There were no significant differences in serious adverse events between the groups. CV events were reported for 50 (5%) subjects in the FDC group versus 35 (3.5%) subjects in the usual care group (relative risk 1.45; 95%CI 0.94-2.24; p=0.09). A similar number of deaths occurred in each group (17 in the FDC group vs 15 in the usual care group; RR, 1.13; 95%CI, 0.57-2.26; p = 0.72).

Authors’ conclusion: Among patients with or at high risk of CVD, use of an FDC strategy for blood pressure, cholesterol, and platelet control versus usual care resulted in significantly improved medication adherence at 15 months and statistically significant but small improvements in SBP and LDL-C.

COMMENT

CVD is the leading cause of death and disability world-wide. However, whereas developed regions have seen a steady decline in CVD prevalence as a result of improved implementation of preventive strategies and new drug treatments, in developing regions, CVD has increased. Indeed, data from the World Health Organization show that nearly 80% of deaths due to CVD and diabetes occur in low- and middle income countries.(1) Thus, CVD accounts for a larger proportion of healthcare expenditure in these countries than in developed regions, highlighting the need for a re-thinking of strategies aimed at simplified delivery of low-cost effective treatment, ideally targeting multiple major CV risk factors to reduce this burden.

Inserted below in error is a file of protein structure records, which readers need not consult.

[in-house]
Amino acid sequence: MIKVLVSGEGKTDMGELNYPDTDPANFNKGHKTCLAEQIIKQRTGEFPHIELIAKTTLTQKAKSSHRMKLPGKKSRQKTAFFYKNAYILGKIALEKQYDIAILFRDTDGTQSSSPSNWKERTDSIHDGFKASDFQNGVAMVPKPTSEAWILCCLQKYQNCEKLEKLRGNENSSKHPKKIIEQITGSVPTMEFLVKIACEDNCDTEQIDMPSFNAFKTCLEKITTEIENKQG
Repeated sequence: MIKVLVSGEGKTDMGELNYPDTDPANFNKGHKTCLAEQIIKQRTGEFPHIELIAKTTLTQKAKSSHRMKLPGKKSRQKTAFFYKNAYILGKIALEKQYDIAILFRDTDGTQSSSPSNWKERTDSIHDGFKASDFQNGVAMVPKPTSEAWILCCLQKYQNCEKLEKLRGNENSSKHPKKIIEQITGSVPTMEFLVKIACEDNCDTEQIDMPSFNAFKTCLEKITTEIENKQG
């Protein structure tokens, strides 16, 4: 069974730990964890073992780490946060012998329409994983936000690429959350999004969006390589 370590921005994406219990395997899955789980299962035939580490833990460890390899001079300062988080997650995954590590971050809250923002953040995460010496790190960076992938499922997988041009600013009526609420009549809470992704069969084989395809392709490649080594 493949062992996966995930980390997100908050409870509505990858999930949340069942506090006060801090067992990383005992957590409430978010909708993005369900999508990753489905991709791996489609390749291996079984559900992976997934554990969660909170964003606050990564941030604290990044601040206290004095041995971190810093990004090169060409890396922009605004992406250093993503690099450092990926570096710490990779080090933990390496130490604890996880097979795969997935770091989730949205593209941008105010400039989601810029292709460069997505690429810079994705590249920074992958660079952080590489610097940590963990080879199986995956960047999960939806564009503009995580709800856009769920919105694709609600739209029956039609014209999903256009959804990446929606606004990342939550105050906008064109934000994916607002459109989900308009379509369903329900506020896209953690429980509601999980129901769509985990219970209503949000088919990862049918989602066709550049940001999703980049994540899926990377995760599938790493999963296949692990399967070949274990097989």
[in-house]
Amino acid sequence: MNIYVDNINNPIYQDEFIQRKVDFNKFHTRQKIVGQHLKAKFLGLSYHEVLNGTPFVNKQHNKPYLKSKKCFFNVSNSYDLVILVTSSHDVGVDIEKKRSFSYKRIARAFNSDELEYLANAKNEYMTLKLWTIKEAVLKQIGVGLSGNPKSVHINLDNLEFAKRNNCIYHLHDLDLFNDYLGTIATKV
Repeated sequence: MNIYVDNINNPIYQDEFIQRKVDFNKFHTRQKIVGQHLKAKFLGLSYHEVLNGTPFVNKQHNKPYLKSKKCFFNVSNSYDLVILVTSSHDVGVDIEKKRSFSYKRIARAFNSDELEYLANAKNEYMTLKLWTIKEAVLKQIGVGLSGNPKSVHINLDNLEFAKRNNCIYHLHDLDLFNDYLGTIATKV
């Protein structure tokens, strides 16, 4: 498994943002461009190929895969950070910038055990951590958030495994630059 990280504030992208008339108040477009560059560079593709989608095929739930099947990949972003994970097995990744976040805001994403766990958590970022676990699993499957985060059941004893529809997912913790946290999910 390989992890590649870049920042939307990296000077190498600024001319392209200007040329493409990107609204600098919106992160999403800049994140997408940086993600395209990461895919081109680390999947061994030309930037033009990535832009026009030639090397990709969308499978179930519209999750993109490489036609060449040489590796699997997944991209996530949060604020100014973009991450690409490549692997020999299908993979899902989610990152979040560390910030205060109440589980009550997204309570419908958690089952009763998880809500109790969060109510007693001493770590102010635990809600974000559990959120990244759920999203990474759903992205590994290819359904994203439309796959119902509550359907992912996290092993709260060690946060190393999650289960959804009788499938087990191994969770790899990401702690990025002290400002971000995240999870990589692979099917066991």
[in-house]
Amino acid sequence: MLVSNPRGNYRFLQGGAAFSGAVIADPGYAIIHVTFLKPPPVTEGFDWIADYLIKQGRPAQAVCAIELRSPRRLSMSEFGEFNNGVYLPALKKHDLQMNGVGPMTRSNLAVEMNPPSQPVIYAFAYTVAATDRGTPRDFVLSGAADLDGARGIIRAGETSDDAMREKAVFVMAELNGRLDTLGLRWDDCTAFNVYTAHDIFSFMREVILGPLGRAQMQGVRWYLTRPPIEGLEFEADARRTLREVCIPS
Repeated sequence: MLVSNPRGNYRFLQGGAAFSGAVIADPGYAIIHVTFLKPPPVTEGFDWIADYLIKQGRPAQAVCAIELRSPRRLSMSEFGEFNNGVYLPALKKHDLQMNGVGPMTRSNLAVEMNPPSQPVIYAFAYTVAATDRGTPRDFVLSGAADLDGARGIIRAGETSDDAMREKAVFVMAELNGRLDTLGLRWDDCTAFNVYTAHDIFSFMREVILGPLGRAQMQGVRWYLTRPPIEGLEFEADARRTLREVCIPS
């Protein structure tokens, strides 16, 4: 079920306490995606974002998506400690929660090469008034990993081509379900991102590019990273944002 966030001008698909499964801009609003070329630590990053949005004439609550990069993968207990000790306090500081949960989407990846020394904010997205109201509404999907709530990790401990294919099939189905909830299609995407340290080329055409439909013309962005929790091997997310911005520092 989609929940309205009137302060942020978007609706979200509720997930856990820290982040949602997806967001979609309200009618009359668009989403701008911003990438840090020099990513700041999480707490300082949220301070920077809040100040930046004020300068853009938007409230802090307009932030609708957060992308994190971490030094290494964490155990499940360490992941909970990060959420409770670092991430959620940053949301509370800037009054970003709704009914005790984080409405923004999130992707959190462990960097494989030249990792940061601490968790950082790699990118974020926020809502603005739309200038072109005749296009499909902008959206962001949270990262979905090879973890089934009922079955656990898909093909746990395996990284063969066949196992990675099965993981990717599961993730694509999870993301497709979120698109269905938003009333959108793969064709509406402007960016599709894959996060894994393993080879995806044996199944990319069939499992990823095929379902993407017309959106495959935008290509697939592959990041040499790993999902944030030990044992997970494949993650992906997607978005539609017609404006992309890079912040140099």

FDC therapy for primary or secondary prevention has been discussed for over a decade.(2) FDC involving generic medicines would potentially offer a number of advantages, specifically improved adherence, a key factor influencing the effectiveness of multiple treatments, and lower cost. It is logical to target the major CV risk factors, and therefore the current study opted for a combination of treatments targeting dyslipidaemia and blood pressure, together with antiplatelet therapy. Not only did the study show that FDC therapy improved adherence, but there was also small but significant incremental lowering of LDL-C and SBP compared with usual care. The limited magnitude of benefit for both risk factors is not unexpected given the extent of co-medication of the patient population at baseline.